mobile media: making, cooperation, work

Int. Conference of the DFG Research Training Group ‚Locating Media‘ | University of Siegen | 19-21 June 2014

This conference is being organised by the DFG Research Training Group “Locating Media” with the support and help of the Working Group “Media of Cooperation” and the Working Group “Mobile Media”.

The growing mobility of people, data and infrastructures is presenting media with new challenges. Where virtuality was till the centre of attention in immobile use, smart-phones, in particular, are currently showing us how central social connectivity, contextual sensing, micro-coordination, and haptic feedback are to our understanding of media practices. At the same time, a variety of phenomena that could be understood as mobile media, such as map apps or connected vehicles, reveal that more and more infrastructures, goods and tools have to be digital and networked in order to make a mediation process possible, as actually portrayed with the Internet of Things. Thus, what this conference aims to focus on, is the specifities of certain media as forms for cooperation.

Mobile media not only require mobile methods, they also reveal a framework for cultural imaginations of shared motion, traces and infrastructures. Collaborative, collective and participative forms of cartography, for instance, have been of interest in geography for decades. Can we therefore say that the crowdsourcing of geodata that allows mobile navigation apps to function as a “social medium”, is referring back to historical practices in collaborative cartography? This conference investigates whether mobile networking has changed our cooperative media practices. How do collaboration, cooperation, and coordination of people, things, and signs shape techno-social situations of virtual co-presence or connected viewing, and vice versa? Are mobilized visual representations of instructions and infrastructures sufficient to create communities of practice?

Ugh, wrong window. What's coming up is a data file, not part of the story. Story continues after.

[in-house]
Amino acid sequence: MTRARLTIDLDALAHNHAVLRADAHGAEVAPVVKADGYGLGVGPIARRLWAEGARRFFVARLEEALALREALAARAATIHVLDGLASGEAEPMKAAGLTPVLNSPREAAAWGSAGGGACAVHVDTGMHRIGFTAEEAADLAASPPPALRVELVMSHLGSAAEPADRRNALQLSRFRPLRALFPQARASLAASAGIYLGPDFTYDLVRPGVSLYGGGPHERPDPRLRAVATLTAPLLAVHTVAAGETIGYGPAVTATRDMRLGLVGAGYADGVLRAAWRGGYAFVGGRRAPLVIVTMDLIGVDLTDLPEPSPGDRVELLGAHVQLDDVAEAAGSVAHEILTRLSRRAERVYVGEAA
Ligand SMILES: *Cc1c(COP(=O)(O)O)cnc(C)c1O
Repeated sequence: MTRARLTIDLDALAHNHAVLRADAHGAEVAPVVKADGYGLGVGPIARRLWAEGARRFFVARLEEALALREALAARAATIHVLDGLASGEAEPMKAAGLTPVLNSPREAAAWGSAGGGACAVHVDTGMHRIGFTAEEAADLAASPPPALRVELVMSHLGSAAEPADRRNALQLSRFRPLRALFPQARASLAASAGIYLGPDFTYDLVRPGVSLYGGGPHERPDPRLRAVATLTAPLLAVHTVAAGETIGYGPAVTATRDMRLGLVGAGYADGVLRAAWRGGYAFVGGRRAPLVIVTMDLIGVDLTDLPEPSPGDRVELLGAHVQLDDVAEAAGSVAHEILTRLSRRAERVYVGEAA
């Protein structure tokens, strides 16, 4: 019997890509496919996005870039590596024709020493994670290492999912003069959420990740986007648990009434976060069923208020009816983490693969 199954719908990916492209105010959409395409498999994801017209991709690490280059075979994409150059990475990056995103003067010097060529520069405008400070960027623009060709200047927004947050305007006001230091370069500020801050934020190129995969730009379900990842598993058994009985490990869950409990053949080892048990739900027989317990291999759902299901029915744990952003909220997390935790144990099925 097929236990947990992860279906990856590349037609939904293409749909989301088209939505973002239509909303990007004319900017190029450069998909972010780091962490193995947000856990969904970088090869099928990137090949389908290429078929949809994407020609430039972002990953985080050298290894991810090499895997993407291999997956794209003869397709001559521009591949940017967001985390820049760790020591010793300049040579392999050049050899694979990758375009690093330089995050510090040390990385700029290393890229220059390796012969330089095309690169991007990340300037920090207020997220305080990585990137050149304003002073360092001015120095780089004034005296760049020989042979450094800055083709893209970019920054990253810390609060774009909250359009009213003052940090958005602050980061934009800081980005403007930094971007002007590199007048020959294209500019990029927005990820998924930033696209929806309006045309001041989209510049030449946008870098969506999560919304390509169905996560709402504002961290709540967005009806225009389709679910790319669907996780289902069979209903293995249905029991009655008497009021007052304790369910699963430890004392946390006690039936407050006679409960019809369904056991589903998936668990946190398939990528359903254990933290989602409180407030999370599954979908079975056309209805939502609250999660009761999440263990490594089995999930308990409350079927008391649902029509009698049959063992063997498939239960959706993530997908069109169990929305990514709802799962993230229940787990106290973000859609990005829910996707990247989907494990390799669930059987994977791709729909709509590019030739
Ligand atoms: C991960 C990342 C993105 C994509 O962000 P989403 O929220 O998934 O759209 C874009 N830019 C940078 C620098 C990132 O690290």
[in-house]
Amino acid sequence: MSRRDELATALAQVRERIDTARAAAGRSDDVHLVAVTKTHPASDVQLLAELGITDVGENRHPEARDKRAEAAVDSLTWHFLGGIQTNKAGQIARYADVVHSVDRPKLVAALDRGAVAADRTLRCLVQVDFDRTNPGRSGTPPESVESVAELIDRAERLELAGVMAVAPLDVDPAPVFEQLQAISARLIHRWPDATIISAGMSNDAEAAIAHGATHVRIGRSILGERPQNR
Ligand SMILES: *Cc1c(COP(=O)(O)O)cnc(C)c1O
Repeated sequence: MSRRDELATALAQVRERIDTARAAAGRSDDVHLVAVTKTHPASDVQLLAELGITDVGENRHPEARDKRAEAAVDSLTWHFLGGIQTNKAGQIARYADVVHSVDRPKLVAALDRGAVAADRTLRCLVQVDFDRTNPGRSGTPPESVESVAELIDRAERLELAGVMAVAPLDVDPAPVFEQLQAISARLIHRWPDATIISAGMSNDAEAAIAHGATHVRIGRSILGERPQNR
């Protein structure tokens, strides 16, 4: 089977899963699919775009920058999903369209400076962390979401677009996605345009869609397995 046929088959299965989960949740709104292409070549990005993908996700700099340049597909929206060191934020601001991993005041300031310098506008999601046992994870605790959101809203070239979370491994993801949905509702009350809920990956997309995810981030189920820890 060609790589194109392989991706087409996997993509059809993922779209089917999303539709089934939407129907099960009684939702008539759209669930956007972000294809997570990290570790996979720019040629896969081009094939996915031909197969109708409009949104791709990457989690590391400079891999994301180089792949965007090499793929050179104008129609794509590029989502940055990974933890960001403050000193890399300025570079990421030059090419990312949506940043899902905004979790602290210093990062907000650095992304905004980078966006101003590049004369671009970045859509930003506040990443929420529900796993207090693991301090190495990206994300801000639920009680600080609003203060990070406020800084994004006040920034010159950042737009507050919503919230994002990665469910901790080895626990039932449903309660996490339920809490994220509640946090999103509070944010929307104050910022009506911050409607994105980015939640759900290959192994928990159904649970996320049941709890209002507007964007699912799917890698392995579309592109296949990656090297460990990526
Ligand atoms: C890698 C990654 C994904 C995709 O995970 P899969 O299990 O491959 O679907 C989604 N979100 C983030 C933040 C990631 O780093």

Mobile media transform an activity stream into a data collection that is processed and reprocessed to tease out reflexive practices. These collections are the “compactants”, as David M. Berry would say, of today’s software culture. Our personal, public, hidden, or classified data collections are computational and, at the same time, companion actants that are adding encounter value, to the old values of use and exchange in relations of analog media and the labor processes they entail. Thus, what distinction can the mobile of mobile media infer for the analysis of practices which increasingly blur the boundaries between online and offline spaces, between going online and being online?

With augmented reality smartphone applications, such as Acrossair, Layar or Wikitude, a new generation of users browse data directly, as it is represented on the screen, within their spatial context off the screen. What does that mean for increasingly mobile media experiences? How do navigational screens and their visual language fixate the relationship between on-screen and off-screen space as well as micro and macro space? If, as Tim Ingold puts it, “we know as we go”, and if the basis of all knowing lies in bodily movement, are we in the process of moving towards a navigational essentialism – a nomadic epistemology – that could be termed as a “navigational turn” in our media practices? Socially shared traces could be not only an effect, but also an important cultural indicator for such a development. Are route maps therefore becoming the focal point of investigations, as they are used both in the analog and the digital worlds?

Spaces transversed by mobile media reveal new questions on the media-anthropological significance of lines, curves, points and grids as basic forms of media expression, shifting the perspective from the whole (networked) picture to the way in which traces and selected “drawing groups together” are performed in situ, as practices. The current interest in ethnomethodological and ANT-based media theories corresponds precisely to this interest, namely, to reveal the inextricable ambiguity of data detection, technological infrastructure and their representation. As such, the decorative art of mobile media and its integration into everyday life reveals that it is, and always was, a medium of the en passant, which has qualities that are far more summative than representative. Do the global players of social networking and big data constitute a new avantgarde that gives rise to a commonly shared society of traceability?

Can we therefore speak of a cooperative a priori of media as a result of this mobilization? Media are created through cooperation and, simultaneously, serve as a condition for cooperation and corporation by the agency of actors. This conference seeks theoretically informed analyses that question the spatial effects, cultural meanings, aesthetic theory, social anthropology, and technological economy of media in this expanded field of cooperative presence.

Attribution of featured image: John Stanmeyer’s photograph of African migrants in Djibouti attempting to catch a mobile phone signal from Somalia won the Word Press Photo award 2014.